Books January 2003
A review of Complete poems, by Charles Baudelaire, translated by Walter Martin.
To all the fierce technical difficulties of translating French verse into English—the relative restrictiveness of French vocabulary, the alexandrine line (always uneasy in our language), the precise yet variable positioning of the caesura, the purity and predominance of the French vowels—Baudelaire added a further, seemingly insuperable obstacle: the subtle torque between impossibly polished form and violent, often splenetic content. To use painterly terms, which Baudelaire himself, with his keen eye, might have approved, it is as though a Bosch or a Goya chose to paint his most terrible visions in the manner of Fragonard. Oddly enough, this mélange of bitter bile and formal delicacy has proved seductive, but how to convey it in good English?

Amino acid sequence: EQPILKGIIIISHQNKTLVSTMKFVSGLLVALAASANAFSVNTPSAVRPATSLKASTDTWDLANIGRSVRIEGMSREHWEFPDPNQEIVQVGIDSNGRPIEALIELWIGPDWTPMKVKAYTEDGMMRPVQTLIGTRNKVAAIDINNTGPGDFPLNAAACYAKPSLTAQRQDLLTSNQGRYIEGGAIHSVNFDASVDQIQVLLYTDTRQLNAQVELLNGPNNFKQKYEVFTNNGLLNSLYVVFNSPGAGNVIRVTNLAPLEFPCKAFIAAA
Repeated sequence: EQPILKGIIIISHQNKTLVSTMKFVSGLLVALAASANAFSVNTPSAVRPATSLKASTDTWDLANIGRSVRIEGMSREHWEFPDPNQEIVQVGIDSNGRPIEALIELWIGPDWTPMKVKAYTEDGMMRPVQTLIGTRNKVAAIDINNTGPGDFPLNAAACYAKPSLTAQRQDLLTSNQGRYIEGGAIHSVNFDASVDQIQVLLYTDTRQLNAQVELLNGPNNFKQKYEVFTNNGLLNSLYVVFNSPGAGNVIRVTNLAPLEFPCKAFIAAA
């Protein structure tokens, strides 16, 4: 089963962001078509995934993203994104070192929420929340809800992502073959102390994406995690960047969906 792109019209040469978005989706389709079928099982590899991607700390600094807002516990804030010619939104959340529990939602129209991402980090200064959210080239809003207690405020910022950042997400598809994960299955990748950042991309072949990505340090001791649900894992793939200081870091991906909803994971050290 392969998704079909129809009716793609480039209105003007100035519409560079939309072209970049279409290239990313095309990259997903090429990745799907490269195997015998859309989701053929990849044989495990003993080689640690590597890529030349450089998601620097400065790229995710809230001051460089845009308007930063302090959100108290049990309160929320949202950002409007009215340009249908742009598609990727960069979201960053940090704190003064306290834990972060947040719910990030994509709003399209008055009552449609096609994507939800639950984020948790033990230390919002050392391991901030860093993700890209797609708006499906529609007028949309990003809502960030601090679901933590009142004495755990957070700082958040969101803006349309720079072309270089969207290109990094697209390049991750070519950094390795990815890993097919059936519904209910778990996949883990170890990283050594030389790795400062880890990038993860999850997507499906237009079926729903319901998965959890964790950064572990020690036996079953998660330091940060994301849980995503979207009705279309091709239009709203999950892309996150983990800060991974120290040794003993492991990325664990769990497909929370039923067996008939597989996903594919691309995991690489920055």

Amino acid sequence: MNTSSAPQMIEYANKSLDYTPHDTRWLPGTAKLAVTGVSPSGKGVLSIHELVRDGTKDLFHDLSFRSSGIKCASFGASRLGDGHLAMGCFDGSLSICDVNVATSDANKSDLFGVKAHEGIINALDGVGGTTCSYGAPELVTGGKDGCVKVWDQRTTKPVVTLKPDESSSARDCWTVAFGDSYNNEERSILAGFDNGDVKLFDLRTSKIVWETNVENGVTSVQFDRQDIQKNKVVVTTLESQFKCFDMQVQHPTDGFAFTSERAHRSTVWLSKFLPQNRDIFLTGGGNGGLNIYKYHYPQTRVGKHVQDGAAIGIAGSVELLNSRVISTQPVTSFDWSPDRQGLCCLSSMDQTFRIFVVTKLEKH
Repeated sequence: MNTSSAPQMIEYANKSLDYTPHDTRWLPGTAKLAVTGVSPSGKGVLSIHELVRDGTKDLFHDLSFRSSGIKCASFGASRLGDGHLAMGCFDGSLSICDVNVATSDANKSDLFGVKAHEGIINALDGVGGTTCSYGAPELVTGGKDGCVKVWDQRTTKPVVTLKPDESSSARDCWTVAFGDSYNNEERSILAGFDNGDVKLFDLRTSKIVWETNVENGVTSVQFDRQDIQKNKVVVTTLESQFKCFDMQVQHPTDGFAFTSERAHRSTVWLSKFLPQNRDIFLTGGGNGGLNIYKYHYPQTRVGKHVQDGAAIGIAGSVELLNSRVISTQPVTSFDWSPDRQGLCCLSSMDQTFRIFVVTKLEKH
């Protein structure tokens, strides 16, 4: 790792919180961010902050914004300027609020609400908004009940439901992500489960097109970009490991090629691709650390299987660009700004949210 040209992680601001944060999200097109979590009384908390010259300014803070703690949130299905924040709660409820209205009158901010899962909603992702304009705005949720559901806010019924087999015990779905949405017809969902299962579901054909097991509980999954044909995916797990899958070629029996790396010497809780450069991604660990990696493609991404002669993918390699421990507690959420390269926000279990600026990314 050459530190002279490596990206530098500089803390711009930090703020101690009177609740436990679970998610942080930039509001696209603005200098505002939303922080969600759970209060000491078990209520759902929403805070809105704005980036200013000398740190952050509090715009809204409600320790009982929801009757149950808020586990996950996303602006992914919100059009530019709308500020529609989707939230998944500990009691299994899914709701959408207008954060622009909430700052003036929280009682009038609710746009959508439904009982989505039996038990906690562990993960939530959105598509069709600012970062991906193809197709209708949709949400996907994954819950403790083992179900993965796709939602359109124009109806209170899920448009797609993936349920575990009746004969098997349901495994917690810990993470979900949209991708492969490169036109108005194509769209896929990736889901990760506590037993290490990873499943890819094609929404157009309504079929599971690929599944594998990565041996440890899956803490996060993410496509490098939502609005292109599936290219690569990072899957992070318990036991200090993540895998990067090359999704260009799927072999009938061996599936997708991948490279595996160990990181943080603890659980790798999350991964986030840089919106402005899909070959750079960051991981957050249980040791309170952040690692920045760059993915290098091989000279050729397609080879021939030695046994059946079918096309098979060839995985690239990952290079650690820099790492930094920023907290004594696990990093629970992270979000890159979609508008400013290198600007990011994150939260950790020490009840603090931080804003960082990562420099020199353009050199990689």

How, for example, should a translator grapple with the following stanza from Baudelaire’s notorious “Une charogne”?
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